Paul Bauer, an army surgeon during the World War II German invasion of Russia, finds himself stationed at Yasnaya Polyana, the ancestral estate of Leo Tolstoy. It is set up as a field hospital.
The men are startled to find a woman on the estate—Katerina Trubetzkaya, the Head Custodian. She and the estate workers refuse to leave. Bauer, who speaks a little Russian and is an admirer of Tolstoy, finds himself almost immediately falling in love with her.
This novel details the six weeks of the German army’s occupation of Yasnaya Polyana. Toward the middle, the book jumps ahead in the form of letters to tell what happened to the characters.
I enjoyed this novel. I thought that the descriptions of the field hospital and the characters’ activities seemed convincing. Particularly convincing seemed the descriptions of the cold. Conte does a good job of humanizing the German soldiers while still including some inflexible and dogmatic soldiers and some true Fascists. For example, the commander, Julius Metz, is slowly becoming unhinged from treatments of amphetimines.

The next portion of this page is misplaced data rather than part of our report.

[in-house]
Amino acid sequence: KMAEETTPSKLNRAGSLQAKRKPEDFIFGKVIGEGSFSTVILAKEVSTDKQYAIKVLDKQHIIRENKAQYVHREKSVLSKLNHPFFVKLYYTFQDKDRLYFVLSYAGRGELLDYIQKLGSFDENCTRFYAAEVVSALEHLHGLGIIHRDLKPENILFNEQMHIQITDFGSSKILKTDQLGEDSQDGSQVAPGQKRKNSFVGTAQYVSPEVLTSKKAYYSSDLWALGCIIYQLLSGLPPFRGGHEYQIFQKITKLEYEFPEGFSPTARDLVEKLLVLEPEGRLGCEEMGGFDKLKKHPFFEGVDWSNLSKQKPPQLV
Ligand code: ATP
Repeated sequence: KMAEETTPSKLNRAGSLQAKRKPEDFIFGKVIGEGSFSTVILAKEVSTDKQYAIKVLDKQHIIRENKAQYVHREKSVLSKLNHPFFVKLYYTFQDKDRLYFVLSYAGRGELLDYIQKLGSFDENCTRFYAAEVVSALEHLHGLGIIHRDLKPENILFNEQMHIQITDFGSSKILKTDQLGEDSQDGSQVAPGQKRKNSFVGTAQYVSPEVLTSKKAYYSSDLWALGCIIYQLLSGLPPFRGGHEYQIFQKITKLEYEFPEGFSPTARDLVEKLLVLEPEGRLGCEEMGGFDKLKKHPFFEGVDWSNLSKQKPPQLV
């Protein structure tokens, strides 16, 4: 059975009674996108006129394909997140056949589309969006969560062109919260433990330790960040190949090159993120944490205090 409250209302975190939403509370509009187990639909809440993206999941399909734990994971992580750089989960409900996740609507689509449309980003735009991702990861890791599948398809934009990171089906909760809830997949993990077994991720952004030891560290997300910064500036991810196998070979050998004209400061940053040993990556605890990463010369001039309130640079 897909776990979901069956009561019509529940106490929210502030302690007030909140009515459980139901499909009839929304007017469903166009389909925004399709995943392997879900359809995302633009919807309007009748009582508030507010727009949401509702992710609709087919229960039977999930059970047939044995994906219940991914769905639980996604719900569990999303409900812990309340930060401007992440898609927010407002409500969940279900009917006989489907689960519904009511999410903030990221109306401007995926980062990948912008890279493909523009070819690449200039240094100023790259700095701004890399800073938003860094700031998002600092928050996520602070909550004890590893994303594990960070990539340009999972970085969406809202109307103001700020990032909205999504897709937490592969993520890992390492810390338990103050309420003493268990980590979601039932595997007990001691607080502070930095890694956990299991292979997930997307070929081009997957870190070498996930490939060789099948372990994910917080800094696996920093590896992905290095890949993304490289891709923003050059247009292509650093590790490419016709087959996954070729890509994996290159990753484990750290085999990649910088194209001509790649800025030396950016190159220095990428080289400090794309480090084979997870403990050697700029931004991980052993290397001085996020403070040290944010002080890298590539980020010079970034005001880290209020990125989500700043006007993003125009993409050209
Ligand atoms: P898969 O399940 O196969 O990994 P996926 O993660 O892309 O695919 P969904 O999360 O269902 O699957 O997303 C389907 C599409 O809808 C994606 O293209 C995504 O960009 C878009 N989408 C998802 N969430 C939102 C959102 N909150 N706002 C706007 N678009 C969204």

Despite the novel being described in grandiose terms on the cover, I felt there was something slight about it. The love affair it was centered on wasn’t very convincing, for one thing, and I didn’t like how the letters broke the forward action of the plot and somehow seemed to trivialize the story. They certainly destroyed any suspense about whether the main characters would survive.
Since Tolstoy seems to be important to Conte, perhaps he could have found some way to sustain this importance. He says in the acknowledgements that both the Soviet and German soldiers were “acutely conscious of the site’s cultural, ideological, and even metaphysical significance,” but in the novel, of the Germans only Bauer and Metz, in his weird way, seem to be. I read this for my Walter Scott prize project.